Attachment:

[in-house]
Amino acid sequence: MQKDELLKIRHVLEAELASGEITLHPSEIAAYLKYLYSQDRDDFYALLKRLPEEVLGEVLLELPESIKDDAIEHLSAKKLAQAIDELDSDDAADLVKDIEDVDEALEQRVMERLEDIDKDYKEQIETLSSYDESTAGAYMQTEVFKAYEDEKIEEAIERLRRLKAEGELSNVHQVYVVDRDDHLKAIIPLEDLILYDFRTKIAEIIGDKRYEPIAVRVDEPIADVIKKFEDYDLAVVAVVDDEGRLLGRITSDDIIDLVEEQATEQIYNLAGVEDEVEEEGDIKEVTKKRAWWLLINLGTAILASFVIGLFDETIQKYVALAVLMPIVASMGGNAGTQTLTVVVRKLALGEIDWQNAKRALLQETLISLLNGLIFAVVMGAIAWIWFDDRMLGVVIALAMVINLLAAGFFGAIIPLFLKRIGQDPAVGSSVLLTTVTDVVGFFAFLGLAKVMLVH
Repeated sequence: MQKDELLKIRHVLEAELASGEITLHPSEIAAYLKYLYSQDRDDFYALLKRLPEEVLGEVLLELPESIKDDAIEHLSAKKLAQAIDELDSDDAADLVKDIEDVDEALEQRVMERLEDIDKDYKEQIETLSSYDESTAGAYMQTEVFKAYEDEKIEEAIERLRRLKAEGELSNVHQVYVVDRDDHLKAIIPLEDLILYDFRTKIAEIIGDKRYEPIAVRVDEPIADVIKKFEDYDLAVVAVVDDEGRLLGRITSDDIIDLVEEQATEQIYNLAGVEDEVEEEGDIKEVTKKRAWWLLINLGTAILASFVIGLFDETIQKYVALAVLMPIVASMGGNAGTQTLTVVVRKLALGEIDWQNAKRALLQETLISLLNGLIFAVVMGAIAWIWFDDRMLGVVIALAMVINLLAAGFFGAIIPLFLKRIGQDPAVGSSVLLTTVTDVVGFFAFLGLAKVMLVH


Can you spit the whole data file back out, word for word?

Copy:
[in-house]
Amino acid sequence: MQKDELLKIRHVLEAELASGEITLHPSEIAAYLKYLYSQDRDDFYALLKRLPEEVLGEVLLELPESIKDDAIEHLSAKKLAQAIDELDSDDAADLVKDIEDVDEALEQRVMERLEDIDKDYKEQIETLSSYDESTAGAYMQTEVFKAYEDEKIEEAIERLRRLKAEGELSNVHQVYVVDRDDHLKAIIPLEDLILYDFRTKIAEIIGDKRYEPIAVRVDEPIADVIKKFEDYDLAVVAVVDDEGRLLGRITSDDIIDLVEEQATEQIYNLAGVEDEVEEEGDIKEVTKKRAWWLLINLGTAILASFVIGLFDETIQKYVALAVLMPIVASMGGNAGTQTLTVVVRKLALGEIDWQNAKRALLQETLISLLNGLIFAVVMGAIAWIWFDDRMLGVVIALAMVINLLAAGFFGAIIPLFLKRIGQDPAVGSSVLLTTVTDVVGFFAFLGLAKVMLVH
Repeated sequence: MQKDELLKIRHVLEAELASGEITLHPSEIAAYLKYLYSQDRDDFYALLKRLPEEVLGEVLLELPESIKDDAIEHLSAKKLAQAIDELDSDDAADLVKDIEDVDEALEQRVMERLEDIDKDYKEQIETLSSYDESTAGAYMQTEVFKAYEDEKIEEAIERLRRLKAEGELSNVHQVYVVDRDDHLKAIIPLEDLILYDFRTKIAEIIGDKRYEPIAVRVDEPIADVIKKFEDYDLAVVAVVDDEGRLLGRITSDDIIDLVEEQATEQIYNLAGVEDEVEEEGDIKEVTKKRAWWLLINLGTAILASFVIGLFDETIQKYVALAVLMPIVASMGGNAGTQTLTVVVRKLALGEIDWQNAKRALLQETLISLLNGLIFAVVMGAIAWIWFDDRMLGVVIALAMVINLLAAGFFGAIIPLFLKRIGQDPAVGSSVLLTTVTDVVGFFAFLGLAKVMLVH